This is a very good story, and well told, even if ghost written.
Oddly, it casts the Duke of Windsor in a poor light, and indicates why, quite apart from the marriage question, he was a bad King. Who can read without wincing his account of how he abruptly cut short the presentations of debutantes to him at Buckingham Palace because it started to rain? This was the high point of perfectly harmless society ladies' lives, and he not only walked out in the middle, but caustically observes that he cannot understand why anyone was upset.
And then there is the peculiar passage where he says that he worked out that it would take nearly a month for bodies like the Universities of Oxford and Cambridge, the Board of Deputies of British Jews, and others, to present their loyal addresses, so he insisted on them all being done in one day, in one batch, because he could not be bothered to respond to all of them individually. Yet this was his job as a constitutional monarch!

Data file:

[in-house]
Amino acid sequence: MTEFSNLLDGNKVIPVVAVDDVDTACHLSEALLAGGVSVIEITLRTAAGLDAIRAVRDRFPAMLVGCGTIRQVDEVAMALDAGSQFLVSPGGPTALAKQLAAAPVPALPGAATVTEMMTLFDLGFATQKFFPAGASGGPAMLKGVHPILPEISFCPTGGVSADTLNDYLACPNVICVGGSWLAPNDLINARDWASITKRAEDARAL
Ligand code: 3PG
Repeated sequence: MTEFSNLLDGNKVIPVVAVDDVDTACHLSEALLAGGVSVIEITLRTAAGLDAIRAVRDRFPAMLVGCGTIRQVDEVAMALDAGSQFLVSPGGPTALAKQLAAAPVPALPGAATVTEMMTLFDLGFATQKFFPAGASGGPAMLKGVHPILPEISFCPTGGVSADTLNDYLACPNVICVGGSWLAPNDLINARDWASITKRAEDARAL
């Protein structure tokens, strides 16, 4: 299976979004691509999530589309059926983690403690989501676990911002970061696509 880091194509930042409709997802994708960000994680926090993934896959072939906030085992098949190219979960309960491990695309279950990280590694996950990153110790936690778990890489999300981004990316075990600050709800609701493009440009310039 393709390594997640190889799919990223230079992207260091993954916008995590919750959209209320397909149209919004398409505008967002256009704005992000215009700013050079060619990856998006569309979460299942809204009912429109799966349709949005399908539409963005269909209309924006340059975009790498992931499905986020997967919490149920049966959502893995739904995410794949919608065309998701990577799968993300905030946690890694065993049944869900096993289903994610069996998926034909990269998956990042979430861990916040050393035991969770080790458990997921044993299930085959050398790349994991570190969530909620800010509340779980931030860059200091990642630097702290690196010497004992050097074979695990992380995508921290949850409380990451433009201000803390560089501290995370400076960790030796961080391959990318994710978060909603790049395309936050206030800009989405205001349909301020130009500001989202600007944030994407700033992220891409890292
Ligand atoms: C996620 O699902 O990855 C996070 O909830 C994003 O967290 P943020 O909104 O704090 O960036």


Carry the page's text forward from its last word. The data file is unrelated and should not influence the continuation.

A welcome feature of the book is that it stops at the moment of abdication. Although this means that he doesn't have to explain his conduct during the lead up to the war, and during the war (which is, however, documented in the Duchess of Windsor's memoirs), it does focus the book almost entirely on his upbringing as a Prince, and on the abdication, which are the most interesting things about him.
Well worth reading.